On Twitter consumers can discover new voices, authors, news providers and take following actions as a result. The survey tried to track those patterns by asking what kind of news sources people follow and what kind they had discovered. The findings reveal that, to a substantial degree, Twitter is a way that news consumers follow […]
Jeff Sonderman (Page 3)
Jeff Sonderman is the deputy director of the American Press Institute, helping to lead its use of research, tools, events, and strategic insights to advance and sustain journalism.
He is a leader in helping modern journalism thrive through the right blend of technology, audience engagement, data-driven content strategy, integrated business models, and transformative leadership. He has worked as a writer, editor, manager, coach, trainer, speaker, and consultant with diverse types of news publishers across the country.
He is the architect and developer of API's Metrics for News analytics software that reinvents how publishers use data to inform content strategy. He also edits API's Need to Know newsletter, a uniquely designed resource for spreading fresh, useful insights across the industry, and designed API's Strategy Studies research format for in-depth strategic guidance. And he consults with publishers on a range of issues related to content strategy, organizational transformation, audience development, newsroom structure and workflows, product management, and much more.
He has taught digital journalism at Georgetown University. Before joining the American Press Institute in 2013, he was the digital media fellow of The Poynter Institute. His earlier journalism background includes digital news — helping to launch TBD.com, a local digital news startup in Washington, D.C. — and various roles in newspapers, as an award-winning reporter, online editor and metro editor of The Times-Tribune in Scranton, Pa.
He graduated from the Missouri School of Journalism and resides in Falls Church, Va., with his wife and daughter.
People using social media as a news source can design their own news agenda — identifying the sources and topics they want to follow. This has led to speculation that people will become narrow in their interests without the agenda-setting influence of news organizations. The survey probed this notion in various ways, including by asking […]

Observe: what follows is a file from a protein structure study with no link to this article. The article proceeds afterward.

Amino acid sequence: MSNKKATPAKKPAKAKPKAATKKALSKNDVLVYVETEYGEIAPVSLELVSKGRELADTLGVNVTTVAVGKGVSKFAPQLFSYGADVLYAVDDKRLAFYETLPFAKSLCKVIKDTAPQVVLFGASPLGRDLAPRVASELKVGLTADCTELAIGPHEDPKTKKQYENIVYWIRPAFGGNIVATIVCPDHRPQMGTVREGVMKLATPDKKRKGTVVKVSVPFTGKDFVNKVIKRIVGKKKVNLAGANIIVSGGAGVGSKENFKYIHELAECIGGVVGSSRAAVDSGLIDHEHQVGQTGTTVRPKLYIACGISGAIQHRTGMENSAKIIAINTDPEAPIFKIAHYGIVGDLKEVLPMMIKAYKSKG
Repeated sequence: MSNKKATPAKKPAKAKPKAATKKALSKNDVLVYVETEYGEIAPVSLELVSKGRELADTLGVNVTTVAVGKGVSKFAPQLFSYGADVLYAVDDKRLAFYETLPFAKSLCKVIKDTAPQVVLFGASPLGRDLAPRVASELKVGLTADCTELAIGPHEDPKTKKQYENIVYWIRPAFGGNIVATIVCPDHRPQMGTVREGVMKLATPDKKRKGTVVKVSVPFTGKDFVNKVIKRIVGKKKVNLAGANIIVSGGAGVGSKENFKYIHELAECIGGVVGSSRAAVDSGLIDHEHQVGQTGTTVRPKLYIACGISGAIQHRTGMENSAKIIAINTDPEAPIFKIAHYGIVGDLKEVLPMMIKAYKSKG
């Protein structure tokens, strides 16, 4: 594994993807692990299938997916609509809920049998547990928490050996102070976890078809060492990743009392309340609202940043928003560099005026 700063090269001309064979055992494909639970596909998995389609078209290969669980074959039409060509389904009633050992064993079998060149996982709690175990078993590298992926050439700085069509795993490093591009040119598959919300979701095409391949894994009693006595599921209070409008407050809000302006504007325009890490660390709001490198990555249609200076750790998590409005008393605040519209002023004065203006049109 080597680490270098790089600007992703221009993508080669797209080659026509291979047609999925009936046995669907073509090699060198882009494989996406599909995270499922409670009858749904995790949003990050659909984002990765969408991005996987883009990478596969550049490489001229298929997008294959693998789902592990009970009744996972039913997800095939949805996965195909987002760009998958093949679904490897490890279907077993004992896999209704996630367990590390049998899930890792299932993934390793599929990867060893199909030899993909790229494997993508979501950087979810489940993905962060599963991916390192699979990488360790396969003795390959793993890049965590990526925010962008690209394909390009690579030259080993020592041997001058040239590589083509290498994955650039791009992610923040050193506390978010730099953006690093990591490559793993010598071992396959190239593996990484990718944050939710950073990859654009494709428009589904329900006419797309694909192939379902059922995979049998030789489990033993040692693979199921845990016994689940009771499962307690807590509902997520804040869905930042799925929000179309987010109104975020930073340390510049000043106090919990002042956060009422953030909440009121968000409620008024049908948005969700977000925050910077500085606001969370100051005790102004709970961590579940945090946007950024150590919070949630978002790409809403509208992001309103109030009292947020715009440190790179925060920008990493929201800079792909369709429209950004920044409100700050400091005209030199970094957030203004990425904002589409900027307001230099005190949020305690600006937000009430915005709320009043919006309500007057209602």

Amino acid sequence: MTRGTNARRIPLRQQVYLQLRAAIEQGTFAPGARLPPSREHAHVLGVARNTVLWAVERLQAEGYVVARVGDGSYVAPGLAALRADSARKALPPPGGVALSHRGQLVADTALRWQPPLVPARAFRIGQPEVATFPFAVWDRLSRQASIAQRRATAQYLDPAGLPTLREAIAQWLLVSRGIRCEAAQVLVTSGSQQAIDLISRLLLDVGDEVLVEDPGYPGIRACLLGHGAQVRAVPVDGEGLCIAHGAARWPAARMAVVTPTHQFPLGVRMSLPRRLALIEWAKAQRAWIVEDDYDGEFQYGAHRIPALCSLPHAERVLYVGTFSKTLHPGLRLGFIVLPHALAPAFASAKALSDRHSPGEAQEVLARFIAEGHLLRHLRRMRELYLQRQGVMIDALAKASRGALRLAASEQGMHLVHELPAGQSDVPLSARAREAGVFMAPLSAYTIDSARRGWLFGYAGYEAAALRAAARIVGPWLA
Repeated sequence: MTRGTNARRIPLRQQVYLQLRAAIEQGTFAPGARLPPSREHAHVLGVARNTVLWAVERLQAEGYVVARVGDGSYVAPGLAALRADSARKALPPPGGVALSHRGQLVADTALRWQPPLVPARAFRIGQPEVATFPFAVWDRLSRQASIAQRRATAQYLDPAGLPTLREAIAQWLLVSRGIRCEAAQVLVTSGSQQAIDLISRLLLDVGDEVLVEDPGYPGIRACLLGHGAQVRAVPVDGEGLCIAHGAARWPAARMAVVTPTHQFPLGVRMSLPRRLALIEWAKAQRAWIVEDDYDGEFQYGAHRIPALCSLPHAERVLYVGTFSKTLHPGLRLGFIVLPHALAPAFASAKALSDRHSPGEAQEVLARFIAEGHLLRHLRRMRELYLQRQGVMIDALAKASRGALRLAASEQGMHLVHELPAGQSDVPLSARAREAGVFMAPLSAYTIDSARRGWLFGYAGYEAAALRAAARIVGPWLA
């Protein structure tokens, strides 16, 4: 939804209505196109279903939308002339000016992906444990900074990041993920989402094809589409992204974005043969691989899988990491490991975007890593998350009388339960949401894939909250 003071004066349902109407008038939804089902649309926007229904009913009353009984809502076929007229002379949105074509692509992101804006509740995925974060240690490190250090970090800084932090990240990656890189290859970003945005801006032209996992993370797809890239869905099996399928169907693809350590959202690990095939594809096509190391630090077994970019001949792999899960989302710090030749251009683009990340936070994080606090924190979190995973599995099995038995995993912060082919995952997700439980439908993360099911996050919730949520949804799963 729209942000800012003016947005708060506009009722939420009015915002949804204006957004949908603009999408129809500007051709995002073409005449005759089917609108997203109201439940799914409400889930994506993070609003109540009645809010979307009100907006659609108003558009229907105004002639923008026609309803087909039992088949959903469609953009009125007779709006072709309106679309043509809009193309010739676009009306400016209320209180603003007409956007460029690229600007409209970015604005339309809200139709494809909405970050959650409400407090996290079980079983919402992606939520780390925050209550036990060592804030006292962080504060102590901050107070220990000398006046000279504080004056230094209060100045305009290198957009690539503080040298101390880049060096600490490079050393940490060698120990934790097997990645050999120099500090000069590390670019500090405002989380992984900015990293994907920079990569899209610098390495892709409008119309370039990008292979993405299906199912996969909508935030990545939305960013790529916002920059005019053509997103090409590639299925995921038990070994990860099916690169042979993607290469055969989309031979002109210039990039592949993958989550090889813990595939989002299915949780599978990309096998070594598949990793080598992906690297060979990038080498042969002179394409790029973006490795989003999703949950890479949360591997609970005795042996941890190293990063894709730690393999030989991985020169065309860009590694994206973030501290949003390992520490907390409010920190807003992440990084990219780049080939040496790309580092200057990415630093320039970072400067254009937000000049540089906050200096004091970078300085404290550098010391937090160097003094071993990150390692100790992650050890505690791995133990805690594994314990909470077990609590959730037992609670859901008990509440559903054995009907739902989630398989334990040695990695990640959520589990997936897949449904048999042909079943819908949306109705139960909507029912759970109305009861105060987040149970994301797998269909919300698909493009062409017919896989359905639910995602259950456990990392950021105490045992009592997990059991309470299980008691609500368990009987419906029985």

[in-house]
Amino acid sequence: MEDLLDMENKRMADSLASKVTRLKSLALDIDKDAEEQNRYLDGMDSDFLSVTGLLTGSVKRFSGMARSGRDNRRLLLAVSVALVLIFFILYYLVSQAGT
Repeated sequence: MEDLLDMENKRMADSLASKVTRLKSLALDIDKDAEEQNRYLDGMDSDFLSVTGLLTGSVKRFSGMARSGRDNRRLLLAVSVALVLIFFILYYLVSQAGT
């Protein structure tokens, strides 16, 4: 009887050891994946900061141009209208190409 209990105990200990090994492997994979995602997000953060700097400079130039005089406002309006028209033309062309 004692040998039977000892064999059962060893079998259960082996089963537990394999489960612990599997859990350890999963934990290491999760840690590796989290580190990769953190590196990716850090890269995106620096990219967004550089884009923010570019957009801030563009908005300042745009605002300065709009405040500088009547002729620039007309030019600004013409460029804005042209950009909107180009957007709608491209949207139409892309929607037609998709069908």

In general, all three core groups studied — Twitter users, non-Twitter users on social media and social media users overall — consume a good deal of news. In all, 77% of all social media users said they keep up with the news at least once a day, a number that was similar (76%) for non-Twitter […]
Overview How does Twitter change the way people get news? What kinds of thought leaders, journalists and organizations do people follow on the network? How are these Twitter followers different than those on other social networks? And how are people reacting to added elements on Twitter, such as advertising and promoted tweets? At a moment […]
This study was conducted by DB5 using a 15-minute online survey among two groups: General social media users (n=1,000) defined as those who used some sort of social media platform at least weekly. These individuals were recruited through an online panel of adults (18 years of age and older) across the U.S. who are nationally […]
The results of this survey make clear an intimate connection between Twitter users and news, and suggest some ways in which publishers can take best advantage of the platform. That connection comes through in various data points. Among them, nearly 9 in 10 Twitter users (86%) say they use Twitter for news, almost the same […]
Significant numbers of journalism and communication graduates now practice what they consider journalism, even though they don’t work for traditional news organizations, our survey of journalism school graduates found. The survey probed this phenomenon with several questions, including asking people to explain in very granular terms what skills they employ in their work and what […]
One question virtually everyone in media hears at one point or another is whether the world of journalism, with all the possibilities and disruption caused by technology, is getting better or worse. The survey asked a series of questions that probed this. The answers varied significantly depending on where people worked in the media, their […]
The survey also probed a series of questions about a range of different skill sets and asked people about their knowledge and comfort levels with them. One question in that sequence asked people about some two dozen skills that they might use in whatever their field and asked how important they thought each one was. […]
The survey also went deeper to look at the experiences of these journalism and communication graduates in their work. That began by asking people (regardless of where they work) what they had personally experienced in their jobs in the last five years. The results might be interpreted as relatively grim, but again age made a […]